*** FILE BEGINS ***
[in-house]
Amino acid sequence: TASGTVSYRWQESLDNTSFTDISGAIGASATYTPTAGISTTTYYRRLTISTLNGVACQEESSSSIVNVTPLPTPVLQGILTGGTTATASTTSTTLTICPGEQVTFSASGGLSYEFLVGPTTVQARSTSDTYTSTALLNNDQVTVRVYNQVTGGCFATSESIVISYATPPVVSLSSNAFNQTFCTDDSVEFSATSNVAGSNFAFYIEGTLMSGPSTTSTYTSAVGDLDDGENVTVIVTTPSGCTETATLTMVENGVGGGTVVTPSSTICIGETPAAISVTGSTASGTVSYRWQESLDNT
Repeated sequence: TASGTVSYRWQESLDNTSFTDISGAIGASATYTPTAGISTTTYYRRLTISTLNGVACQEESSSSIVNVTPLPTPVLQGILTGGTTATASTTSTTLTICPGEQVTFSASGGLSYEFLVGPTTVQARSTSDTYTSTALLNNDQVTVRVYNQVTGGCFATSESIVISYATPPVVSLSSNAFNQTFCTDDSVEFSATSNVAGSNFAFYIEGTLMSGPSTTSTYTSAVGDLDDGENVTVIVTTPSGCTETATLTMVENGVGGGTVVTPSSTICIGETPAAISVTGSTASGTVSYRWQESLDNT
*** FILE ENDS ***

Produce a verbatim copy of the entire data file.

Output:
[in-house]
Amino acid sequence: TASGTVSYRWQESLDNTSFTDISGAIGASATYTPTAGISTTTYYRRLTISTLNGVACQEESSSSIVNVTPLPTPVLQGILTGGTTATASTTSTTLTICPGEQVTFSASGGLSYEFLVGPTTVQARSTSDTYTSTALLNNDQVTVRVYNQVTGGCFATSESIVISYATPPVVSLSSNAFNQTFCTDDSVEFSATSNVAGSNFAFYIEGTLMSGPSTTSTYTSAVGDLDDGENVTVIVTTPSGCTETATLTMVENGVGGGTVVTPSSTICIGETPAAISVTGSTASGTVSYRWQESLDNT
Repeated sequence: TASGTVSYRWQESLDNTSFTDISGAIGASATYTPTAGISTTTYYRRLTISTLNGVACQEESSSSIVNVTPLPTPVLQGILTGGTTATASTTSTTLTICPGEQVTFSASGGLSYEFLVGPTTVQARSTSDTYTSTALLNNDQVTVRVYNQVTGGCFATSESIVISYATPPVVSLSSNAFNQTFCTDDSVEFSATSNVAGSNFAFYIEGTLMSGPSTTSTYTSAVGDLDDGENVTVIVTTPSGCTETATLTMVENGVGGGTVVTPSSTICIGETPAAISVTGSTASGTVSYRWQESLDNT